Ship of Death
By: Billy G. Smith
Sometimes is is the littlest thing that can have the biggest impact. When you find something like this it is fascinating. The book Ship of Death: A Voyage that Changed the Atlantic World tells the surprising tale of the impact that one ship, carrying one fever had on the world. Billy G. Smith expertly ties together the complex story of the impact of yellow fever, that was single-handedly spread by one ship, known as the Hankey. During a time when America had just won it’s independence, there was an abolitionist movement picking up momentum in England. A group of English adventurers from different backgrounds and social statuses banded together and set sail for a small Island off the coast of Western Africa. Their hopes were to show the world that slavery was not only immoral but that the African people were hard working and industrious, much more so when employed rather than enslaved. They wanted to change the world. Unbeknownst to them, they would do so but in a very different way than they could have ever imagined.
Little was known about the disease of Yellow Fever. Nothing was known about how the disease was spread or contracted. When these colonists started their adventure of creating a colony they made several fatal errors, which culminated in them contracting the fever and dying at an alarming rate. The surviving colonists were desperate to get off of the island and back to England. In doing so they loaded the ship with water from the island, and carted along with it mosquitoes that carried the dangerous disease. Along with the circuitous voyage home, the Hankey made several other trips, each time depositing the dangerous fever and supplying the mosquitoes with a plethora of new hosts. From the colony in Bolama all the way to the shores of the United States, in the port of Philadelphia one fever created a lasting impact on the world.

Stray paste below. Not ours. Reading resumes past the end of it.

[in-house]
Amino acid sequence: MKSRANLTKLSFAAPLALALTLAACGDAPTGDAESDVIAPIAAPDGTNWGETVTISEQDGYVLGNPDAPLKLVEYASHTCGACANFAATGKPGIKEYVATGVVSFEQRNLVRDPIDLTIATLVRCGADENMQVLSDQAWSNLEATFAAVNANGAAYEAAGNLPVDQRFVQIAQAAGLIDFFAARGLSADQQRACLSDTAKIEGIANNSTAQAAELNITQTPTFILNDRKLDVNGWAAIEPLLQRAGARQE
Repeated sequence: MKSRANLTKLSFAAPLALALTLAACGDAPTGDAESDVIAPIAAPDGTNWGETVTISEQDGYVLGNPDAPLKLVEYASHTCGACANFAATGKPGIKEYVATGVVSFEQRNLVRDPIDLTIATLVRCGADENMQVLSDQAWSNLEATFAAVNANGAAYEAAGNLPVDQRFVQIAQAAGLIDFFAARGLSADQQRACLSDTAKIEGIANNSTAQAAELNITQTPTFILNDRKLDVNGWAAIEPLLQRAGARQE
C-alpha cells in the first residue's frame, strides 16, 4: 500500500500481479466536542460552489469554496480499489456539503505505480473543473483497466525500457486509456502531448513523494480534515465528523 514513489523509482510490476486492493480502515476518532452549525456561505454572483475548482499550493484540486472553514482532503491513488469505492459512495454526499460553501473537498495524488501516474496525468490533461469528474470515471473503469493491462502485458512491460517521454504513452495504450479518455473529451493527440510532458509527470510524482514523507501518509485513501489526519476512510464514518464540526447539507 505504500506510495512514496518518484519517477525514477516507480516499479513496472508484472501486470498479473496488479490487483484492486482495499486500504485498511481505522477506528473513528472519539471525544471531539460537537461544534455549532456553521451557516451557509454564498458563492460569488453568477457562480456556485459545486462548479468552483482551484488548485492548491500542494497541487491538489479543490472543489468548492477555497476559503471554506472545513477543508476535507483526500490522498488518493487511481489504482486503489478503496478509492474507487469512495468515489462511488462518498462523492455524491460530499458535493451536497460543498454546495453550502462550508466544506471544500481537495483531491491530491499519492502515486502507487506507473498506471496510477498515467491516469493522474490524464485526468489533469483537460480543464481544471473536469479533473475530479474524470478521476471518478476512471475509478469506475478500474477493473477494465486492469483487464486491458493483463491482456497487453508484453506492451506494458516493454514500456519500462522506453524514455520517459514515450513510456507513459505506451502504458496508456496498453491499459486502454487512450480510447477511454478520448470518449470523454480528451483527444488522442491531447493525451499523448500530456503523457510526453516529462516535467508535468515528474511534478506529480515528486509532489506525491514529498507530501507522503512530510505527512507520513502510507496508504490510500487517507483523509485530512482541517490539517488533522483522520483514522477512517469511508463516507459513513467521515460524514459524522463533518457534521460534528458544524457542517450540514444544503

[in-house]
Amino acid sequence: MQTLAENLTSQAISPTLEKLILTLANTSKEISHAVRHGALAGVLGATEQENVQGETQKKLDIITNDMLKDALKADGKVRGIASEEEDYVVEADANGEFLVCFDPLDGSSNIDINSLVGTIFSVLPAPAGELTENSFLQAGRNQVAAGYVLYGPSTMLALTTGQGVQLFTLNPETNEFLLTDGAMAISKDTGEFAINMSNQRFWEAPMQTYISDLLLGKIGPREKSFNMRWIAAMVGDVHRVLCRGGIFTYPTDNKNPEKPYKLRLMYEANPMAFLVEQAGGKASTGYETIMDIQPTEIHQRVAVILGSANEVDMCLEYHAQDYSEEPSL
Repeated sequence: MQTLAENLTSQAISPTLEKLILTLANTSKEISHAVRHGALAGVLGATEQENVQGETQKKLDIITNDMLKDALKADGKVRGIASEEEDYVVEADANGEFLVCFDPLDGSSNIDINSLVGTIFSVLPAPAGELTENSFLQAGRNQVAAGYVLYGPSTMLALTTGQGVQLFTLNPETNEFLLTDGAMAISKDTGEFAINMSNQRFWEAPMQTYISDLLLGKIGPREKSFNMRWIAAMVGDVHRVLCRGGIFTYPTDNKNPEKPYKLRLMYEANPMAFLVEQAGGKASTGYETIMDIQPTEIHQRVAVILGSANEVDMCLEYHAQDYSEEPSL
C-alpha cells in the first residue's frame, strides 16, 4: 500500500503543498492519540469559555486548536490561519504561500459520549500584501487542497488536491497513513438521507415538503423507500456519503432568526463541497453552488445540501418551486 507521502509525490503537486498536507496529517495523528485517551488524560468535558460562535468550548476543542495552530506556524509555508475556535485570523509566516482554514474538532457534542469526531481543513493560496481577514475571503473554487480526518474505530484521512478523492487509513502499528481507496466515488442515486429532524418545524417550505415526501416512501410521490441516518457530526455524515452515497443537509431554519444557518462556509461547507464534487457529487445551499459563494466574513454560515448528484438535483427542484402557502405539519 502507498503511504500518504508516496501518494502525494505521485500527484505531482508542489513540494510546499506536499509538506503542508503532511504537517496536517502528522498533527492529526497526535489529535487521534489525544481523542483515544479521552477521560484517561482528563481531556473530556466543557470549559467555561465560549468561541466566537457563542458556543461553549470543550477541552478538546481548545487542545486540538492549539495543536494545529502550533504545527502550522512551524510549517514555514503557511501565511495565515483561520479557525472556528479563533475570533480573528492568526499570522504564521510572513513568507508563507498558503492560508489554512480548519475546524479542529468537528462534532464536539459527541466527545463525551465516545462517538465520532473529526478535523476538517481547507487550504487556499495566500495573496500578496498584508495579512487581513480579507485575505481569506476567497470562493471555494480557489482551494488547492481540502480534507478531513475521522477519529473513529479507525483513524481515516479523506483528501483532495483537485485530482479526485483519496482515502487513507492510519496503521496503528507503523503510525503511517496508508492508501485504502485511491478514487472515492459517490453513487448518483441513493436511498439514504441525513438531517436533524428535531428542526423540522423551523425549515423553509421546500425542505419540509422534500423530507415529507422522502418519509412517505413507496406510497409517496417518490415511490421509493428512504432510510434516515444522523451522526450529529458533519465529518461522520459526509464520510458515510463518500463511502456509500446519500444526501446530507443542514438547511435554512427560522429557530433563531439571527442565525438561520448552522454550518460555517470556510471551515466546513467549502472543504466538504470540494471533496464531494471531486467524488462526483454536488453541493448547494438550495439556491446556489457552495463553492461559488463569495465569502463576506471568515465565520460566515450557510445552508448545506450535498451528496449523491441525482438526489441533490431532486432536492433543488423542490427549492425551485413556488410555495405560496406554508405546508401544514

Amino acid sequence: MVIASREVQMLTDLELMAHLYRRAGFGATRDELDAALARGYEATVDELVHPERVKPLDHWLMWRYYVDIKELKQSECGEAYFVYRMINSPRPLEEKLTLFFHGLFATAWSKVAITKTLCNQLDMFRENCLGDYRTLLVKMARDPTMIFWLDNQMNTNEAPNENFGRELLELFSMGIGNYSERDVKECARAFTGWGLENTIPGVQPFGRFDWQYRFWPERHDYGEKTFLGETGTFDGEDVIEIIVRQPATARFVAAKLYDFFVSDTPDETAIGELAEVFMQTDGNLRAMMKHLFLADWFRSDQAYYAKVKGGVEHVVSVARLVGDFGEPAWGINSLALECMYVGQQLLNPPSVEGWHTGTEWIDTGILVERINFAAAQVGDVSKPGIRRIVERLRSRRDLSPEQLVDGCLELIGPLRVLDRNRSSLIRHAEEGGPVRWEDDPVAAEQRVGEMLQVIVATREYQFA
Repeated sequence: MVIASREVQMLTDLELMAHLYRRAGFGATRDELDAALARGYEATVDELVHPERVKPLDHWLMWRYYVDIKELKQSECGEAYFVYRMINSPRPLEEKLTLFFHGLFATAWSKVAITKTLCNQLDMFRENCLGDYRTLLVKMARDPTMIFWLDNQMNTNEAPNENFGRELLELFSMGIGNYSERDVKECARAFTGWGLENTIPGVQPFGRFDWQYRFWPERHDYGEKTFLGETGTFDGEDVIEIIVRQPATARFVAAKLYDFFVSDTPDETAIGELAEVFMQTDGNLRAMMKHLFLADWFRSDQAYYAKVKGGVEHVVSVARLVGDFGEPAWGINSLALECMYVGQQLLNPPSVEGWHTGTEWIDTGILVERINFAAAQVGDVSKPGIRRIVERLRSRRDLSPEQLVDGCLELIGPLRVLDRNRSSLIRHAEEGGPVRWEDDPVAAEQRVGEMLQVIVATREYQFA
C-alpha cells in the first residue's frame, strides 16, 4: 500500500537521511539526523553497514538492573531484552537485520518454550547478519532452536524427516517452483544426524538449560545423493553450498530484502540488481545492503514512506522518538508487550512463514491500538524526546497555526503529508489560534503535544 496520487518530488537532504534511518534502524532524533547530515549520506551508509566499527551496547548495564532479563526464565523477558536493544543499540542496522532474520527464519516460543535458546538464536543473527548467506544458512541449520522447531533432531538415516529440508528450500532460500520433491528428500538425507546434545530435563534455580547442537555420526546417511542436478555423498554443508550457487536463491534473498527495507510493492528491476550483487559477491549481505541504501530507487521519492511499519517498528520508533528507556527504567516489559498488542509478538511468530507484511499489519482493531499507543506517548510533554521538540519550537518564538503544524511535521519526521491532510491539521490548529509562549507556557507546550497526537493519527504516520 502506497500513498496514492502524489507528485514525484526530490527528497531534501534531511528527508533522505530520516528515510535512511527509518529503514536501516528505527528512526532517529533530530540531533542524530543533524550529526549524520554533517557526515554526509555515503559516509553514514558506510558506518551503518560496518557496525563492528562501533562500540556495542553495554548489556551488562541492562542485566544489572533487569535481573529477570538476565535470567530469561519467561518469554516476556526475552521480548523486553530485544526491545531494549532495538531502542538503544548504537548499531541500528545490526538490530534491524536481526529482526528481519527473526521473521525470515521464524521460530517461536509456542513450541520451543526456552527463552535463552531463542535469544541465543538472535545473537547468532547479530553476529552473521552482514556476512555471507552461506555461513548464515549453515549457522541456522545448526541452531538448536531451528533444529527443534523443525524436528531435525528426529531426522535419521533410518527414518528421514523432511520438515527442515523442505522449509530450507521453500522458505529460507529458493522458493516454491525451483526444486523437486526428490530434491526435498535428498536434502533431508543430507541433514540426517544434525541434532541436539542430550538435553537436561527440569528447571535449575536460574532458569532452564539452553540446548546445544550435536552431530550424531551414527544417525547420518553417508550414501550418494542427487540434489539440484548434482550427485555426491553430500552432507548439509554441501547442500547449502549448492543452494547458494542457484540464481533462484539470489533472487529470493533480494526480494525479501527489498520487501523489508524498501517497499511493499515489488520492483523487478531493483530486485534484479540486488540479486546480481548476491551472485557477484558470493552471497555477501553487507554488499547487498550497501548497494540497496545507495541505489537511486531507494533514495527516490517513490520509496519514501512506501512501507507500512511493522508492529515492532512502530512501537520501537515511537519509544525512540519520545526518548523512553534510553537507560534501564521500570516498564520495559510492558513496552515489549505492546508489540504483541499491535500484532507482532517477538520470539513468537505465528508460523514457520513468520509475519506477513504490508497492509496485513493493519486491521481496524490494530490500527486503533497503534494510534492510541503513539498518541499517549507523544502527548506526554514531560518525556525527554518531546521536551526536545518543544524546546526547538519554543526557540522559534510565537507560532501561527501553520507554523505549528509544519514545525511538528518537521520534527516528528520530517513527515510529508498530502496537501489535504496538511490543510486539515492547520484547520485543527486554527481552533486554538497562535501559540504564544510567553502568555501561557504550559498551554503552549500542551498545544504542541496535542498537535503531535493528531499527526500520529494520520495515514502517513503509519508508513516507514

I had no idea until I started reading more about American history in other books that yellow fever played such an important role the protection and funding of our nation in its infancy. Billy G. Smith offers us a detailed account in Ship of Death: A Voyage that Changed the Atlantic World of the path, the devastation and impact of the fever known as Yellow Jack. The level of detail in this work is astounding. At some points I found the book slow moving but that is almost a necessary evil in a book of this type. If you are interested in historical books, tracing different people or events around the world, or just want to learn more about the world when we emerged as a nation this is a good book to pick up.